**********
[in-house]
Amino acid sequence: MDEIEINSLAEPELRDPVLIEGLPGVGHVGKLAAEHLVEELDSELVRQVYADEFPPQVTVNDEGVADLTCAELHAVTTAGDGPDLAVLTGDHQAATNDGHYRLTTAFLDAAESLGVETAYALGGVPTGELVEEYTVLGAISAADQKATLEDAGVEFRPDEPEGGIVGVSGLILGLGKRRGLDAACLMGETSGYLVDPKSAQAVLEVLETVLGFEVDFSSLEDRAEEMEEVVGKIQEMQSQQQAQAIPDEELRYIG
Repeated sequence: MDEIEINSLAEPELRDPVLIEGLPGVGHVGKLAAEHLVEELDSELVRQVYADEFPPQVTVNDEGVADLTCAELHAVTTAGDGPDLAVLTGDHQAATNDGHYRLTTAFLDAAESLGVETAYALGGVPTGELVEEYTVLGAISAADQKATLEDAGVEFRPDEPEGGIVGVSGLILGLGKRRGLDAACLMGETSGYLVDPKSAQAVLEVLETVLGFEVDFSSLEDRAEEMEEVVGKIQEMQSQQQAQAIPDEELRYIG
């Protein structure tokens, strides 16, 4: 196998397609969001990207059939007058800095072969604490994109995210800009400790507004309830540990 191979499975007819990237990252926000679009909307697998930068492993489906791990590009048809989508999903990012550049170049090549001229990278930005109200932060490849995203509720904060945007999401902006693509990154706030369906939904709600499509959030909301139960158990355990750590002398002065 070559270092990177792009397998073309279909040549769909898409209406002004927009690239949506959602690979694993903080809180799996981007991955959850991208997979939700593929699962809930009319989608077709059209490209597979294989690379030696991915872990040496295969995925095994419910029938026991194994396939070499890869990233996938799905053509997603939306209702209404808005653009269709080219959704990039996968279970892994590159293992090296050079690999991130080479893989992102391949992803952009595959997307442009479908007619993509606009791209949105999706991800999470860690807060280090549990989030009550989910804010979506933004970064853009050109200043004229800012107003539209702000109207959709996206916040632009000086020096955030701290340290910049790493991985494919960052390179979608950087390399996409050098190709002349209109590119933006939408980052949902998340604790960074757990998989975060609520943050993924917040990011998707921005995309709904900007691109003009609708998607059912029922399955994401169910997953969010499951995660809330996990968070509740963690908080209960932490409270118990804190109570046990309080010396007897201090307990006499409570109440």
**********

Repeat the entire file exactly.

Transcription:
[in-house]
Amino acid sequence: MDEIEINSLAEPELRDPVLIEGLPGVGHVGKLAAEHLVEELDSELVRQVYADEFPPQVTVNDEGVADLTCAELHAVTTAGDGPDLAVLTGDHQAATNDGHYRLTTAFLDAAESLGVETAYALGGVPTGELVEEYTVLGAISAADQKATLEDAGVEFRPDEPEGGIVGVSGLILGLGKRRGLDAACLMGETSGYLVDPKSAQAVLEVLETVLGFEVDFSSLEDRAEEMEEVVGKIQEMQSQQQAQAIPDEELRYIG
Repeated sequence: MDEIEINSLAEPELRDPVLIEGLPGVGHVGKLAAEHLVEELDSELVRQVYADEFPPQVTVNDEGVADLTCAELHAVTTAGDGPDLAVLTGDHQAATNDGHYRLTTAFLDAAESLGVETAYALGGVPTGELVEEYTVLGAISAADQKATLEDAGVEFRPDEPEGGIVGVSGLILGLGKRRGLDAACLMGETSGYLVDPKSAQAVLEVLETVLGFEVDFSSLEDRAEEMEEVVGKIQEMQSQQQAQAIPDEELRYIG
């Protein structure tokens, strides 16, 4: 196998397609969001990207059939007058800095072969604490994109995210800009400790507004309830540990 191979499975007819990237990252926000679009909307697998930068492993489906791990590009048809989508999903990012550049170049090549001229990278930005109200932060490849995203509720904060945007999401902006693509990154706030369906939904709600499509959030909301139960158990355990750590002398002065 070559270092990177792009397998073309279909040549769909898409209406002004927009690239949506959602690979694993903080809180799996981007991955959850991208997979939700593929699962809930009319989608077709059209490209597979294989690379030696991915872990040496295969995925095994419910029938026991194994396939070499890869990233996938799905053509997603939306209702209404808005653009269709080219959704990039996968279970892994590159293992090296050079690999991130080479893989992102391949992803952009595959997307442009479908007619993509606009791209949105999706991800999470860690807060280090549990989030009550989910804010979506933004970064853009050109200043004229800012107003539209702000109207959709996206916040632009000086020096955030701290340290910049790493991985494919960052390179979608950087390399996409050098190709002349209109590119933006939408980052949902998340604790960074757990998989975060609520943050993924917040990011998707921005995309709904900007691109003009609708998607059912029922399955994401169910997953969010499951995660809330996990968070509740963690908080209960932490409270118990804190109570046990309080010396007897201090307990006499409570109440």